Some of Macron's opponents say the rules trample on civil liberties and accuse the president of acting like a dictator; the administration argues that it needs to encourage greater vaccination rates.

Flori, whose billboards were posted around his home region in the south of France, said the consensus in his country was on the side of Charlie Hebdo.

"But when it is a matter of making fun of the president by depicting him as a dictator, then it becomes blasphemy, then it is unacceptable," he said in an interview with Reuters news agency, mimicking his critics.


Macron files legal complaint

Jean Ennochi, a lawyer for Macron, said the legal complaint was filed for Macron in a personal capacity "because of the offensive nature of the comparison of the President of the Republic with Adolf Hitler".

A representative of Macron's party said it had filed a separate complaint alleging insult and incitement of hatred.

Macron's administration declined to comment.

"I did not expect this at all. That the president would file a complaint against a French citizen," Flori said.

"I caricature," he said. "People may or may not like it but it is all the same, caricature will remain caricature."


Source: Reuters
 






friend

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Mali Prime minister Maiga says French troops created an enclave in northern Mali, and handed it over to ‘terrorist group’ Ansar al-Din.


Mali’s Prime Minister Choguel Kokalla Maiga has told the Russian media he has evidence that France has been training “terrorist” groups operating in the West African country.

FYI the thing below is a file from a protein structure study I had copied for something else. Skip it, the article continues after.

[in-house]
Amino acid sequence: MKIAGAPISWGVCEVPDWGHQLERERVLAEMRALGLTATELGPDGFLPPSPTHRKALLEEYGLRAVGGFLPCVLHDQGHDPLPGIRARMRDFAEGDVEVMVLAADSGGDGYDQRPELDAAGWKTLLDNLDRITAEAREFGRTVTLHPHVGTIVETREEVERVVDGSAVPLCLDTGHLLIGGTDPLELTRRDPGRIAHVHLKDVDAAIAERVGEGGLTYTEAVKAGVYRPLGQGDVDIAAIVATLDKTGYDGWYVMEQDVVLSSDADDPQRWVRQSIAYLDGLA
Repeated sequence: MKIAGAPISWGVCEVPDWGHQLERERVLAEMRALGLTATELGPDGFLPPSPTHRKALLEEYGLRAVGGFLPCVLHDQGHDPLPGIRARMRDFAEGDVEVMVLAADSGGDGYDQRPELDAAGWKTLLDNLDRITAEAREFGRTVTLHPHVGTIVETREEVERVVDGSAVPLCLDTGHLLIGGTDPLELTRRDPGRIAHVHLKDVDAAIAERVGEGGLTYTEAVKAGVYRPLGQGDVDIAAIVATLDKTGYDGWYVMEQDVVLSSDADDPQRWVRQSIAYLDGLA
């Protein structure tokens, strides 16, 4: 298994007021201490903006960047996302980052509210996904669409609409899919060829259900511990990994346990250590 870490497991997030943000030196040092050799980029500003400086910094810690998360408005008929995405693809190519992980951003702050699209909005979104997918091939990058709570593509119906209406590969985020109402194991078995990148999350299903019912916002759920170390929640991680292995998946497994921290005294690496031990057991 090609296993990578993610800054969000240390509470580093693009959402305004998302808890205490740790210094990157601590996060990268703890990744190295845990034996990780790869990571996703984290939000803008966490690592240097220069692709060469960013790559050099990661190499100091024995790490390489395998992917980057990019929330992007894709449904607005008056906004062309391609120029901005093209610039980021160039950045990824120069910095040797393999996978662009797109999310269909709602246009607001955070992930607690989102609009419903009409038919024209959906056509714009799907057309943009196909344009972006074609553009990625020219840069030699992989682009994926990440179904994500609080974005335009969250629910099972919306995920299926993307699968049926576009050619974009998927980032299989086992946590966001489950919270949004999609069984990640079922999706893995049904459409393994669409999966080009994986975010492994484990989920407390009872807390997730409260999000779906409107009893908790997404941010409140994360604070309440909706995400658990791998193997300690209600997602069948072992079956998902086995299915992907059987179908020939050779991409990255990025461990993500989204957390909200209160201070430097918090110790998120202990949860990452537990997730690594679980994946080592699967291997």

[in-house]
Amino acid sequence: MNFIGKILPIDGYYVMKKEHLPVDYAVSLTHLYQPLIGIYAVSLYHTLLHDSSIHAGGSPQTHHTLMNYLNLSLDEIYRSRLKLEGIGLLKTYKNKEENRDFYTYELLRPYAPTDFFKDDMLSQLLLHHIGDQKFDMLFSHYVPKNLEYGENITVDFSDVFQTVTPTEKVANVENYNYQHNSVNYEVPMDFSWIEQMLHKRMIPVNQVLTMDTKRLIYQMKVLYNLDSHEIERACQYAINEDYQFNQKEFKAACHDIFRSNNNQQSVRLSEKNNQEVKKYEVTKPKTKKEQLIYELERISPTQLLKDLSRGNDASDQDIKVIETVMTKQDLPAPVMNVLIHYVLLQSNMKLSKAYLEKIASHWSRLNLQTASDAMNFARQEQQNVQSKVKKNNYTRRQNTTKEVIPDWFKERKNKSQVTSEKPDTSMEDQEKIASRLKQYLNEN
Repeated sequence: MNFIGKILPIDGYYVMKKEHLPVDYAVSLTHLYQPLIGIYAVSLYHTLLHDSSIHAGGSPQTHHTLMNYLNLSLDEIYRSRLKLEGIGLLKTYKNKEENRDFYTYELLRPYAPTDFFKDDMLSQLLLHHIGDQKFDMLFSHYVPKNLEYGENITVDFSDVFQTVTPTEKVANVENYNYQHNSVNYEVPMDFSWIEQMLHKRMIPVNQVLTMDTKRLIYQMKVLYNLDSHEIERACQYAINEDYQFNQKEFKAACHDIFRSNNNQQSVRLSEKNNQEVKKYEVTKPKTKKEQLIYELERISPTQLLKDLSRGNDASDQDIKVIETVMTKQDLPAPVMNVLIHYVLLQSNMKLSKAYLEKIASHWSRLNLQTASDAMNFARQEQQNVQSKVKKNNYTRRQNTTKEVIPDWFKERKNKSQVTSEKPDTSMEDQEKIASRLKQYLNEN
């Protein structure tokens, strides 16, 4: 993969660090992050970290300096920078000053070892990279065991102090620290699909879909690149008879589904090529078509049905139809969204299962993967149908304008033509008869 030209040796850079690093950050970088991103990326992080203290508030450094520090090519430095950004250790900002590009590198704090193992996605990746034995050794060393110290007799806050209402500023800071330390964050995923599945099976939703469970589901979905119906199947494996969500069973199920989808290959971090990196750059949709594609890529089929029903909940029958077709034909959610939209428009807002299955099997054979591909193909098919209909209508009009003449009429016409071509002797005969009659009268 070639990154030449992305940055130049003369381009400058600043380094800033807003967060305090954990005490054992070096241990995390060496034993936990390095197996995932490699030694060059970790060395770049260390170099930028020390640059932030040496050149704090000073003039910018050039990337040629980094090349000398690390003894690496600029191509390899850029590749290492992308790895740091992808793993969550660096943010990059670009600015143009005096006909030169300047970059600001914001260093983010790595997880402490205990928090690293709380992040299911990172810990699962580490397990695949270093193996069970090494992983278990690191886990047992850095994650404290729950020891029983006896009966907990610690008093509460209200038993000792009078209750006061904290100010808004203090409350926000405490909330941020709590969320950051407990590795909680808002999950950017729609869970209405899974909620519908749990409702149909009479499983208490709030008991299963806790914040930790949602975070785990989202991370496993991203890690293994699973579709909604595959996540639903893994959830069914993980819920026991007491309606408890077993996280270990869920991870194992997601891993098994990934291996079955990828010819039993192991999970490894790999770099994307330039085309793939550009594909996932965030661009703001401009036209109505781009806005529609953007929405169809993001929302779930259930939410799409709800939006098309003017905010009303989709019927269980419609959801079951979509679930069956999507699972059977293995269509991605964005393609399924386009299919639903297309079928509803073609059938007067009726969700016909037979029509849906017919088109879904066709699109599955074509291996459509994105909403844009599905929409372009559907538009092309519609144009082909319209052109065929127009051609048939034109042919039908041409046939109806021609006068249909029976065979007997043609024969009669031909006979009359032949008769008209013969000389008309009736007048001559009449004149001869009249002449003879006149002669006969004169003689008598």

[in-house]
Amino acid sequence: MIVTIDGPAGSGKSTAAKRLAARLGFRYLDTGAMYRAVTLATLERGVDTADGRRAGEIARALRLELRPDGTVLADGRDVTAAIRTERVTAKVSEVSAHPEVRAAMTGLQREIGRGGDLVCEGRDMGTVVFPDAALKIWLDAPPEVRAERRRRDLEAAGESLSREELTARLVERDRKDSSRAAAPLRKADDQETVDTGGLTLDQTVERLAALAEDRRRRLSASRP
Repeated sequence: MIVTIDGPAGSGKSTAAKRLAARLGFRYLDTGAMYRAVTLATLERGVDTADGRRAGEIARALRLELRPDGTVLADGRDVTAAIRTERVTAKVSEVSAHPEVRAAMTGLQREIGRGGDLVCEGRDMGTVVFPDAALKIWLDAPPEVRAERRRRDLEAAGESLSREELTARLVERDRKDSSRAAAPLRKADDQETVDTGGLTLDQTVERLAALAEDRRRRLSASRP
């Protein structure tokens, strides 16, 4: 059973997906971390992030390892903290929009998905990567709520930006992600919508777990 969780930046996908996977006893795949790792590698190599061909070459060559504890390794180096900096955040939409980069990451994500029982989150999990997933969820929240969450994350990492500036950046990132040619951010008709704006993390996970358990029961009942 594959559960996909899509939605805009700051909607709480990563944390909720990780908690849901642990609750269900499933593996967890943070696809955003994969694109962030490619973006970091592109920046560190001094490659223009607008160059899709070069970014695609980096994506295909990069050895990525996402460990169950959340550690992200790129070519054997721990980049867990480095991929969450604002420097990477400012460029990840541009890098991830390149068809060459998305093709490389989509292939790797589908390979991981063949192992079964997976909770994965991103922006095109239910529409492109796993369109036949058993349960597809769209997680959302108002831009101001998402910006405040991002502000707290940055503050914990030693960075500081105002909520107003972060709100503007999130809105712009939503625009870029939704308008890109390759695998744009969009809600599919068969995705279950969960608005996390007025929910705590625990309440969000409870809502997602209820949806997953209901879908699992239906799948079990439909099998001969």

Maiga said French troops had created an enclave in Kidal, a town in the desert region of northern Mali, and handed it over to a “terrorist group” known as Ansar al-Din, allegedly linked to al-Qaeda. He said the Malian military was banned from entering the territory.

“They have armed groups trained by French officers. We have evidence … We do not understand this situation and do not want to tolerate it.”
Maiga added that the groups “came from Libya”.

The statement comes days after Mali summoned France’s ambassador to the country to register its “indignation” at French President Emmanuel Macron’s recent criticism of the country’s government, which is dominated by army figures.

in June, France decided to scale back its Sahel deployment considerably following a military takeover in Mali in August 2020, which forced out the elected president, Ibrahim Boubacar Keita.

Colonel Assimi Goita, who led the August coup, installed a civilian-led interim government. But he then deposed the leaders of that government this May in a second coup.

Mali has accused France of abandoning the West African country over its decision to reduce its military deployment in the semi-arid Sahel region.
Tensions between France and its former colony Mali have grown since reports last month that the Sahel state was close to hiring 1,000 paramilitaries from Russian private security firm Wagner to help its fight against groups linked to al-Qaeda and ISIL (ISIS).

The French government has stated that despite its planned troop withdrawal, it remains militarily committed to the fight against the armed uprising in the Sahel.